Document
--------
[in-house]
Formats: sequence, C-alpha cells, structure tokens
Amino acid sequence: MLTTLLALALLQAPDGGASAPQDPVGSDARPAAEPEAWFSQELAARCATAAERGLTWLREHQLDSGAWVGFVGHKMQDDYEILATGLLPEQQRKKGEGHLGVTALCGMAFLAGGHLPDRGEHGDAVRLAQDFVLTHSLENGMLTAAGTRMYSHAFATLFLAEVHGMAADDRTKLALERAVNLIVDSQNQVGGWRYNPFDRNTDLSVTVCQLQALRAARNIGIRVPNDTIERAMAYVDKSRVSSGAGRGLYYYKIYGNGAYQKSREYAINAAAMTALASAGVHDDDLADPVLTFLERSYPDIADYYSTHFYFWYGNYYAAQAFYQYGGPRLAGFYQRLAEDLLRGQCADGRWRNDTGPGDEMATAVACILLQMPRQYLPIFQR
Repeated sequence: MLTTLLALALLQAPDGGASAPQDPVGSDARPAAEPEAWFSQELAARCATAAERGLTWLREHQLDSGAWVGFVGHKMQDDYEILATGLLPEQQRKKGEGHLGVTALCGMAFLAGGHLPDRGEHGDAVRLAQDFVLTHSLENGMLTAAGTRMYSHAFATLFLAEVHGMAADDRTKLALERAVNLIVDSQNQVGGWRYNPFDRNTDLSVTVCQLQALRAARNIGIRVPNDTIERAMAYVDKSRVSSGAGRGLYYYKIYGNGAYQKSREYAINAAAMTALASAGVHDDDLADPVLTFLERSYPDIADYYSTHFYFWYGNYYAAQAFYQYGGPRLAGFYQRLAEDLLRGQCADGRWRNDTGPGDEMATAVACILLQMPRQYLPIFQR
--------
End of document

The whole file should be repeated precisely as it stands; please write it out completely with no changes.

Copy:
[in-house]
Formats: sequence, C-alpha cells, structure tokens
Amino acid sequence: MLTTLLALALLQAPDGGASAPQDPVGSDARPAAEPEAWFSQELAARCATAAERGLTWLREHQLDSGAWVGFVGHKMQDDYEILATGLLPEQQRKKGEGHLGVTALCGMAFLAGGHLPDRGEHGDAVRLAQDFVLTHSLENGMLTAAGTRMYSHAFATLFLAEVHGMAADDRTKLALERAVNLIVDSQNQVGGWRYNPFDRNTDLSVTVCQLQALRAARNIGIRVPNDTIERAMAYVDKSRVSSGAGRGLYYYKIYGNGAYQKSREYAINAAAMTALASAGVHDDDLADPVLTFLERSYPDIADYYSTHFYFWYGNYYAAQAFYQYGGPRLAGFYQRLAEDLLRGQCADGRWRNDTGPGDEMATAVACILLQMPRQYLPIFQR
Repeated sequence: MLTTLLALALLQAPDGGASAPQDPVGSDARPAAEPEAWFSQELAARCATAAERGLTWLREHQLDSGAWVGFVGHKMQDDYEILATGLLPEQQRKKGEGHLGVTALCGMAFLAGGHLPDRGEHGDAVRLAQDFVLTHSLENGMLTAAGTRMYSHAFATLFLAEVHGMAADDRTKLALERAVNLIVDSQNQVGGWRYNPFDRNTDLSVTVCQLQALRAARNIGIRVPNDTIERAMAYVDKSRVSSGAGRGLYYYKIYGNGAYQKSREYAINAAAMTALASAGVHDDDLADPVLTFLERSYPDIADYYSTHFYFWYGNYYAAQAFYQYGGPRLAGFYQRLAEDLLRGQCADGRWRNDTGPGDEMATAVACILLQMPRQYLPIFQR